Jonas climbed up into the engine bay and began disconnecting the air filter to give Nyko access to the fuel injectors. When he was finished, he scoured the inside the truck, finally locating the keys in the ash-tray. Junk yards usually left the keys in the vehicle somewhere if they ran. He took that as a good sign. He sat in the driver’s seat, moved it all the way forward, and strained to reach the gas pedal. If he held his leg out straight, he could just barely reach it.
He was back under the hood, checking the oil and dripping with sweat under the noon-time sun when Nyko’s tan Chevy Avalanche rolled up. The whole crew had been searching for weeks for a Chevy truck with a rail suspension. All Chevrolet pickups from 2006 on were designed as “flex fuel” vehicles.
Nyko ran the Hell on Wheels Saloon, the only fully functioning casino, bar, and brothel left in New Vegas. He made all his own beer and liquor in the back, and had a special still for making ethanol. No one had any idea where he got the sugar, it was one of his most closely guarded secrets, but every week Nyko had a fresh five hundred gallons of fuel-grade liquor. Everyone knew that’s why the Governor of New Vegas left Hell on Wheels alone, Nyko gave him fuel.
This project was the future though, and this truck was the key to it. “Still look good?” Nyko asked. Jonas was his chief mechanic. He could fix anything.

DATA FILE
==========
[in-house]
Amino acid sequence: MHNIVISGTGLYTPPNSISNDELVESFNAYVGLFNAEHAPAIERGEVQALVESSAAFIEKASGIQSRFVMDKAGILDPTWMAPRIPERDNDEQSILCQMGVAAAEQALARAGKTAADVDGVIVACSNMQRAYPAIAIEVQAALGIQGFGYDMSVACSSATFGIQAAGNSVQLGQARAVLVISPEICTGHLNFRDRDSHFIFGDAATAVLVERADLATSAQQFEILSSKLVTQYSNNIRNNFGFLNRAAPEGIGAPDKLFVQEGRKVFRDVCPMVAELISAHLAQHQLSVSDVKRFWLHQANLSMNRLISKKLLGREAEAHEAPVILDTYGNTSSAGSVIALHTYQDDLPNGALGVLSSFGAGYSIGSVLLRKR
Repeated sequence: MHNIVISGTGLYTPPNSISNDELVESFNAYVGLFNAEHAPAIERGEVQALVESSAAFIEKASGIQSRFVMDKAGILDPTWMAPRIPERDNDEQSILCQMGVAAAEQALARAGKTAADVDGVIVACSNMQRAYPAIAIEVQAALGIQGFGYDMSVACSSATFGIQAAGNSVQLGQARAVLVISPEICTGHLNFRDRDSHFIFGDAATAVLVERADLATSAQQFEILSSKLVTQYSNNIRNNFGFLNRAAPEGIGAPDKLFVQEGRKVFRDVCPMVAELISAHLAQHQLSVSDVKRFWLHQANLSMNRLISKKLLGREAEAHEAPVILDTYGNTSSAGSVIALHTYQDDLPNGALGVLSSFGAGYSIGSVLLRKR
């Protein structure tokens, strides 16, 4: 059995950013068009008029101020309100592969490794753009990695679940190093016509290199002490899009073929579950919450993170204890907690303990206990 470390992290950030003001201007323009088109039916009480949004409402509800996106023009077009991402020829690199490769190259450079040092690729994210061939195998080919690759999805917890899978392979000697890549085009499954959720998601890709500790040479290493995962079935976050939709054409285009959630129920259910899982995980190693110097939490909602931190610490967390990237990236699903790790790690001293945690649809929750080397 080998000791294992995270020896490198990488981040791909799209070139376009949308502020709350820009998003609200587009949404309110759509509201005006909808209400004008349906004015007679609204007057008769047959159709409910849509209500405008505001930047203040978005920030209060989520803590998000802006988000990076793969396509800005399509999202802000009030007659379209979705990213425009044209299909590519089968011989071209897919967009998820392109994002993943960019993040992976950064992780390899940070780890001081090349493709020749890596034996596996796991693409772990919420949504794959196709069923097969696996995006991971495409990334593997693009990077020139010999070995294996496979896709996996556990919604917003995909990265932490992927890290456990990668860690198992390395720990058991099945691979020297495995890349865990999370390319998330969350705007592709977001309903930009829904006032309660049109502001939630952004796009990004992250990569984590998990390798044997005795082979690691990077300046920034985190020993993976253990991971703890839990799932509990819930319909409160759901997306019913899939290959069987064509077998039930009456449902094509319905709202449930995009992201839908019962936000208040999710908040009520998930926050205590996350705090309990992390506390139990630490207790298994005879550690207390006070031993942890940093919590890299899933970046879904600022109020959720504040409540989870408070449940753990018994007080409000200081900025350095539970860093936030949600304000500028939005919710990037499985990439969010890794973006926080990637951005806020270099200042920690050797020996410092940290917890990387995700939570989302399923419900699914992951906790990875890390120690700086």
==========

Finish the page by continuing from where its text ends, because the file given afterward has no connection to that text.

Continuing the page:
“Yeah, I think it will. Oil doesn’t look too bad, no gas smell in it. Corporate trucks usually had good maintenance. That’ll work out in our favor, it’s getting harder and harder to come by motor oil, and this monster,” Jonas said, patting the eight cylinder engine’s head cover, “Needs six quarts.”
Nyko handed Jonas a small can that said “Pampered Chef” on the side. Jonas pumped the lid, creating air pressure inside, while Nyko connected jumper cables from his own battery.
“Three years of sitting here. Hope it’s not seized. Let me know when you’re ready.”
Jonas held the can down into the air filter bay and pressed the button, spraying aerosol fuel into the air intake. “Hit it!”
Nyko turned the key. The engine rolled over twice before roaring to life. “Ha! We got it!” he shouted over the engine noise.
“She’s missing on cylinder six,” said Jonas. “I’ll need to tear it down, probably needs a ring job.”
“Will it make it to the shop?”
“Yeah, I think so. Don’t get too far behind me though.” Jonas disconnected the jumper cables and tossed them to the ground while the truck idled. Nyko busied himself adding a second can of fuel to the truck. Ten gallons, even with reduced mileage for ethanol should be enough to get the truck back to the shop. “Oh shit!” exclaimed Jonas. “The fucking AC works!” Air conditioning was a thing of the past. There wasn’t power to run it. Inside the casinos at night it was over a hundred degrees. Many inhabitants purposely smashed the windows of their rooms out, just to try and get some air movement.